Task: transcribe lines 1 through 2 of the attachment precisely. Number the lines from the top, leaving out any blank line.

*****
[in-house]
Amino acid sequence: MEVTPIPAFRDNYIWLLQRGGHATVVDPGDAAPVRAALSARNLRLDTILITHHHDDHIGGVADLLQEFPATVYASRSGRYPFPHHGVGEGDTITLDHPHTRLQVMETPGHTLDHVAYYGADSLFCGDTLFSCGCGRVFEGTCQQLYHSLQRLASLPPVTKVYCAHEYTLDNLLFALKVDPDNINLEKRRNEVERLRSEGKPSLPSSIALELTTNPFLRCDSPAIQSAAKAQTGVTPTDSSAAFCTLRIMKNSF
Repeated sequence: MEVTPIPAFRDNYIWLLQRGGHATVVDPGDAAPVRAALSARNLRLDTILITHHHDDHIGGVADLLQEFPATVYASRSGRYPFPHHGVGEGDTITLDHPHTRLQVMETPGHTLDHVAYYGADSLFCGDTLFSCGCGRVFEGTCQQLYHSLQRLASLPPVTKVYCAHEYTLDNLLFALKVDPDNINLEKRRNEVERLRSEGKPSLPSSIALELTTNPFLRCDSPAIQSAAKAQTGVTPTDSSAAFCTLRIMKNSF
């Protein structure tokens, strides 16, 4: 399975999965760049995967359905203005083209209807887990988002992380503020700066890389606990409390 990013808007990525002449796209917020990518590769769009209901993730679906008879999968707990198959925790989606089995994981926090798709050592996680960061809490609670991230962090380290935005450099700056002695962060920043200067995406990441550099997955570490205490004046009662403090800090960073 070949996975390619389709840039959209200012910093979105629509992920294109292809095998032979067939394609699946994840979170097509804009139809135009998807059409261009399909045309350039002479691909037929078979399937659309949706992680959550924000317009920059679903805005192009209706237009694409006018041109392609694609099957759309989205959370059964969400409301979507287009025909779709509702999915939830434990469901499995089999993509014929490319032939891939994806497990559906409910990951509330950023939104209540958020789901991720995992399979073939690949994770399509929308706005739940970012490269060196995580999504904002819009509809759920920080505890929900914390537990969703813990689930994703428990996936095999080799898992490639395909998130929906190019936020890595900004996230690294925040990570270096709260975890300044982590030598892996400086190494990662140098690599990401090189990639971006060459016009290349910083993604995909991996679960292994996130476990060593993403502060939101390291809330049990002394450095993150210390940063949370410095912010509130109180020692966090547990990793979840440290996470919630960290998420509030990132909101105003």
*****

[in-house]
Amino acid sequence: MEVTPIPAFRDNYIWLLQRGGHATVVDPGDAAPVRAALSARNLRLDTILITHHHDDHIGGVADLLQEFPATVYASRSGRYPFPHHGVGEGDTITLDHPHTRLQVMETPGHTLDHVAYYGADSLFCGDTLFSCGCGRVFEGTCQQLYHSLQRLASLPPVTKVYCAHEYTLDNLLFALKVDPDNINLEKRRNEVERLRSEGKPSLPSSIALELTTNPFLRCDSPAIQSAAKAQTGVTPTDSSAAFCTLRIMKNSF